The SETI League, Inc., a membership-supported, non-profit {501(c)(3)}, educational and scientific organization Searching for Extra-Terrestrial Intelligence

Ask Dr. SETI ®

Chapter 5: Sociology

SETI in the City

Dear Dr. SETI:
I live in a rather densely populated suburban area in a city of 400,000 people. Lots of radio emissions around here, to be sure. How much interference can I anticipate? and would this interference be enough to drown out (or otherwise make indiscernable) the signals I'd be looking for?
Chris, The Suburbs

The Doctor Responds:
Radio frequency interference (rfi) is a very real problem in and near cities, Chris, but not an insurmountable one. Of all the antenna designs which have been used for SETI, the most immune to radio frequency interference is the properly aimed and illuminated parabolic reflector, or "dish".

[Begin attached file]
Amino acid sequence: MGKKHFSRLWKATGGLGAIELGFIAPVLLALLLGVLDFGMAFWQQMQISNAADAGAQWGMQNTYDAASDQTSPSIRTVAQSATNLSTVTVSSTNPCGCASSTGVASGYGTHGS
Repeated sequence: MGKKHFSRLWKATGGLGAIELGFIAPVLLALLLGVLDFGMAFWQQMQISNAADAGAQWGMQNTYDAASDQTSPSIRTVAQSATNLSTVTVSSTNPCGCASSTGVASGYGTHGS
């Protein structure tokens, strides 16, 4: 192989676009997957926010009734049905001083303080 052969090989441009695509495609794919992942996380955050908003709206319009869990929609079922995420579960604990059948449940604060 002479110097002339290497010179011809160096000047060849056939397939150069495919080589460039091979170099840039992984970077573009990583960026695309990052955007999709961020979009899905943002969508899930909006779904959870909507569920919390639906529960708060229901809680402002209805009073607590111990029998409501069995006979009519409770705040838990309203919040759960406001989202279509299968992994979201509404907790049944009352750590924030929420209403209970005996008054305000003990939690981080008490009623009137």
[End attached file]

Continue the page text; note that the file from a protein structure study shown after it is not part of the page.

What many of our urban members do is aim their dish straight up ("birdbath" mount). Since any direction in the sky is as likely as any other as a source of at least nearby signals, this keeps you very much in the running. (Out to about 300 parsecs [1000 light years] or so, stars are pretty uniformly distributed anyway.) Under-illuminate your dish (see this article) to minimize sidelobes. Keep your dish low (on the ground is fine; putting it on a tower exacerbates the rfi problem). Use plenty of filtering between the LNA and receiver. And hope for the best. Remember that if you can program your signal analysis software to recognize and ignore know sources of rfi, your false alarm rate goes down and detection of a valid SETI hit is facilitated. Radio frequency interference is only fatal to SETI if it convinces us not to search.

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